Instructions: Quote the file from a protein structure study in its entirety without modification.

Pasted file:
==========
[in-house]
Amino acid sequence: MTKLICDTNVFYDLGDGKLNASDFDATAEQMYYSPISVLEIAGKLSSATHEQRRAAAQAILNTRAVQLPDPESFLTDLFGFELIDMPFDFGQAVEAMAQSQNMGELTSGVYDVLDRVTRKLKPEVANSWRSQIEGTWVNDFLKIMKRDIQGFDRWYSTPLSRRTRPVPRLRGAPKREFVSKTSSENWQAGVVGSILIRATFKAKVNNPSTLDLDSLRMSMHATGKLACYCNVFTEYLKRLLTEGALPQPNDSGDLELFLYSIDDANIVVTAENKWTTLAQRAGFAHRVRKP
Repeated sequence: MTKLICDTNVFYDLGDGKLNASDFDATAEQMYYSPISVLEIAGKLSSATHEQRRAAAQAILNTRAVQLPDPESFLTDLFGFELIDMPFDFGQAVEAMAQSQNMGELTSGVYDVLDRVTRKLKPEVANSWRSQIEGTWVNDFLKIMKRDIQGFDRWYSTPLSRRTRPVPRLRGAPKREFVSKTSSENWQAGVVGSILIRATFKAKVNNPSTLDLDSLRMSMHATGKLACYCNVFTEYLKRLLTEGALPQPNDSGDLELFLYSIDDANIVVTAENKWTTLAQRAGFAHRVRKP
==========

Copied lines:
[in-house]
Amino acid sequence: MTKLICDTNVFYDLGDGKLNASDFDATAEQMYYSPISVLEIAGKLSSATHEQRRAAAQAILNTRAVQLPDPESFLTDLFGFELIDMPFDFGQAVEAMAQSQNMGELTSGVYDVLDRVTRKLKPEVANSWRSQIEGTWVNDFLKIMKRDIQGFDRWYSTPLSRRTRPVPRLRGAPKREFVSKTSSENWQAGVVGSILIRATFKAKVNNPSTLDLDSLRMSMHATGKLACYCNVFTEYLKRLLTEGALPQPNDSGDLELFLYSIDDANIVVTAENKWTTLAQRAGFAHRVRKP
Repeated sequence: MTKLICDTNVFYDLGDGKLNASDFDATAEQMYYSPISVLEIAGKLSSATHEQRRAAAQAILNTRAVQLPDPESFLTDLFGFELIDMPFDFGQAVEAMAQSQNMGELTSGVYDVLDRVTRKLKPEVANSWRSQIEGTWVNDFLKIMKRDIQGFDRWYSTPLSRRTRPVPRLRGAPKREFVSKTSSENWQAGVVGSILIRATFKAKVNNPSTLDLDSLRMSMHATGKLACYCNVFTEYLKRLLTEGALPQPNDSGDLELFLYSIDDANIVVTAENKWTTLAQRAGFAHRVRKP